There is wikipedia page about square-free words, and there are a lot of theorems about these words, and examples of infinite square-free words.

I am wondering: why are we interested in these words?

Are there real-life applications of these words? Why are square-free words more useful to consider than other words?

  • $\begingroup$ In any Wikipedia page, a good start for further research is consulting its references. Have you looked up the works listed there? Were none of them useful? $\endgroup$ – dkaeae Feb 21 '19 at 15:00
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    $\begingroup$ The study of pure mathematics is not usually motivated by real-life applications. $\endgroup$ – Yuval Filmus Feb 21 '19 at 15:04
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    $\begingroup$ Real-life? Hmm, what is that? Is entertainment part of real life? Is entertainment of the mind part of entertainment? $\endgroup$ – John L. Feb 21 '19 at 17:03
  • $\begingroup$ Because there aren't any for most alphabets? It's a curiosity. $\endgroup$ – Raphael Feb 21 '19 at 19:21

Well, take a moment to reflect. Is a word or a string one of the most important and most common entities in this world? What are the most basic properties of a word or string?

  • its alphabet
  • its length
  • its sound
  • its meaning
  • its syntax or grammar
  • its origin
  • its usage as how to form sentences.
  • hmm, does it repeat part of itself? Or never (square-free)?

It looks like the property of being square-free is almost a fundamental property of a word (or a phrase, or a sentence).

In fact, it is amazing to me that the formal study of square-free words has not made it way into most of textbooks about the theory of automata and computation. It appears that the study of square-free words turns out to be a rather isolated field with less impact.

Nevertheless, the study of square-free words and related concepts is interesting and fruitful, as you have observed. I am, for one, charmed by the square-free words of infinite length over three letters 1.

"Real-life" application related to square-free words are sparse indeed. Abelian square-free words in algorithmic music by Laakso, T. might count as one; however, I cannot find that paper. (Gefwert, C., Orponen, P., Seppänen, J. (eds.) Logic, Mathematics and the Computer, vol. 14, pp. 292–297. Finnish Artificial Intelligence Society, Symposiosarja, Hakapaino, Helsinki).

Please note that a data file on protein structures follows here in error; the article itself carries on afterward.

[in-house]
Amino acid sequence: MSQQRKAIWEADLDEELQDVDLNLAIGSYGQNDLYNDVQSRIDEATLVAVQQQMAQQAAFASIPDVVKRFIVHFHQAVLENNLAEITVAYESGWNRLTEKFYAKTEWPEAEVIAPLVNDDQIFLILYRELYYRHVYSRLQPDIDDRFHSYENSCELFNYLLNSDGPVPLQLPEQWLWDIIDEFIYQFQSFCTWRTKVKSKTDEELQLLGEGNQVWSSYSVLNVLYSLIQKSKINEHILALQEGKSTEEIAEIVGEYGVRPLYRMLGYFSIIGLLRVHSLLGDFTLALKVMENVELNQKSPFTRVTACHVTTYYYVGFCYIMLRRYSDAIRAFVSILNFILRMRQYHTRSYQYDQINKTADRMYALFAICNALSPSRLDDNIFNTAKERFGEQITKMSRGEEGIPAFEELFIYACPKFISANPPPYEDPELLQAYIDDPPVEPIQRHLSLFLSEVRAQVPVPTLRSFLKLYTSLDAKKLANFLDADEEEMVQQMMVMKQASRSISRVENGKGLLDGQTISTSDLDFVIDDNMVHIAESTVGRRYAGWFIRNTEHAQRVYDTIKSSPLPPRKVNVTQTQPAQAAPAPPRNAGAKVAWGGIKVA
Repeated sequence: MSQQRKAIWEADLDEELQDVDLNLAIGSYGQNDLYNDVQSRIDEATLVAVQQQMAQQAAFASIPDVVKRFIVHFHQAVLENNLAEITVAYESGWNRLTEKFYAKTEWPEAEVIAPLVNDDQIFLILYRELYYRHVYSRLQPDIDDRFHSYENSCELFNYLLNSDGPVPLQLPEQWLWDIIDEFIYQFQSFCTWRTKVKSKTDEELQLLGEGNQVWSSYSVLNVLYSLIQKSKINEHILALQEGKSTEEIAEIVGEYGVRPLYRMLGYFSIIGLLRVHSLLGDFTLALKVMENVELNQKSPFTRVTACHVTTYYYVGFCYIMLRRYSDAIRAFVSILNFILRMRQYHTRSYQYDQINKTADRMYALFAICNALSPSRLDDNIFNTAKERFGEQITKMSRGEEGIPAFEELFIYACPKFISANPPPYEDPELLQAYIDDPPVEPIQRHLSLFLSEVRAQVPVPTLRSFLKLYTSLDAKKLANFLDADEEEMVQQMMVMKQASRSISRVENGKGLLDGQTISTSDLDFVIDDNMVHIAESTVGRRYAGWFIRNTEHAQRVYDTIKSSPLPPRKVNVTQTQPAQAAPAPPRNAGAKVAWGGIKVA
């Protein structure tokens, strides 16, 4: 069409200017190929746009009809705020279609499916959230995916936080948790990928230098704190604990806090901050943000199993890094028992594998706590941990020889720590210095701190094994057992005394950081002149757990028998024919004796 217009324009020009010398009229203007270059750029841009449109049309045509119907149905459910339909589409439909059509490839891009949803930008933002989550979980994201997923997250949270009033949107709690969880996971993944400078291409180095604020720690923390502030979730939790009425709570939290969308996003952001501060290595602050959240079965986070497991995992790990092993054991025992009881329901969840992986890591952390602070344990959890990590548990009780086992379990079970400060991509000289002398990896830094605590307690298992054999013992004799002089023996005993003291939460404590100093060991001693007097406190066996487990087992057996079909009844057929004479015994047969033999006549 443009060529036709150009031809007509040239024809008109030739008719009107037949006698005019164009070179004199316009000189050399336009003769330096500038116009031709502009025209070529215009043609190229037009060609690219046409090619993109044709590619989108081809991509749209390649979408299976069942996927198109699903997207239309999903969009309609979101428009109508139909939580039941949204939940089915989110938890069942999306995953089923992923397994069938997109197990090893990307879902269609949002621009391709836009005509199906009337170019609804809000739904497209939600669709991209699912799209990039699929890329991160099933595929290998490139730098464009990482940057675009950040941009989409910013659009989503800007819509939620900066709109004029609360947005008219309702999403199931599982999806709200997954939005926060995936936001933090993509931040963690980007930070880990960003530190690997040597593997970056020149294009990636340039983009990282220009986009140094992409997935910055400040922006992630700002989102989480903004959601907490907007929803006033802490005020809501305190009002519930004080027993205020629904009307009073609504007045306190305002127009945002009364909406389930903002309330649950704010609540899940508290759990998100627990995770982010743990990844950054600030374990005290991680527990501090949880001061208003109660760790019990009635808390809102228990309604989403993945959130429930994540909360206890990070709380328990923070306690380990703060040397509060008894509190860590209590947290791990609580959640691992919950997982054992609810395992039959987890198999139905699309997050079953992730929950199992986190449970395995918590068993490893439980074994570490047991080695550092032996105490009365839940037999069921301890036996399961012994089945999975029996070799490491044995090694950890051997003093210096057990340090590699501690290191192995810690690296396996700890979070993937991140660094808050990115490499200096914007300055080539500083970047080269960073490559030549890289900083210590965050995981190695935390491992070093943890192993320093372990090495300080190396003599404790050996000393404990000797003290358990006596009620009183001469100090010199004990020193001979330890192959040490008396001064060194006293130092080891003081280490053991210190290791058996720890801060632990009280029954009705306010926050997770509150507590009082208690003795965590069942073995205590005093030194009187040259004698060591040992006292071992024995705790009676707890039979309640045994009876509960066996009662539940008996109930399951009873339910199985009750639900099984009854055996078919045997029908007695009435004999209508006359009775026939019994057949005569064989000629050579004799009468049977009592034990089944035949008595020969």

Here are two related exercise to entertain your mind.

An abelian square is a subsequence of the form $s_1s_2$ where $s_2$ is a permutation of $s_1$. For example, $abcbac$ is an abelian square since $bac$ is a permutation of $abc$.

Exercise 1. (easy) Let the alphabet consist of 3 letters. Show a word of length 7 that is free of abelian square. Show that every word of length eight contains an abelian square.

Exercise 2. (very very hard) There is an infinite abelian-square-free word over an alphabet of size four.

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  • $\begingroup$ Thank you very much for your answer. I like this persepective a lot and it makes more sens to me why we care about square-free words. Also thank you for the exercises ! I think I have a solution for the first one : the word : abacaba is of length $7$ and is free abelian. Now let's suppose by contradiction that we found a free abelian word $v$ of length $8$ over the alphabet $\{a,b,c\}$. Then if we write $v = xy$ where $\mid x \mid = \mid y \mid = 4$ then it means that there is a letter in $x$ that is not in $y$ or the contrary. But then $x$ or $y$ is only made of $2$ distincts letters. $\endgroup$ – user100779 Feb 21 '19 at 22:42
  • $\begingroup$ This is impossible since every word of length $4$ over an alphabet of length $2$ is clearly never free-abelian. $\endgroup$ – user100779 Feb 21 '19 at 22:42

Under related concepts on the wiki page for square-free we find the notion of cube-free words. An example of such words is the (Prouhet-)Thue-Morse sequence. Which has a very real-life application.

The sequence has been discovered independently many times, not always by professional research mathematicians; for example, Max Euwe, a chess grandmaster, who held the World Championship title from 1935 to 1937, and mathematics teacher, discovered it in 1929 in an application to chess: by using its cube-free property (see above), he showed how to circumvent a rule aimed at preventing infinitely protracted games by declaring repetition of moves a draw.

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  • $\begingroup$ Thank you very much for your answer. This is indeed a nice application. $\endgroup$ – user100779 Feb 21 '19 at 22:43

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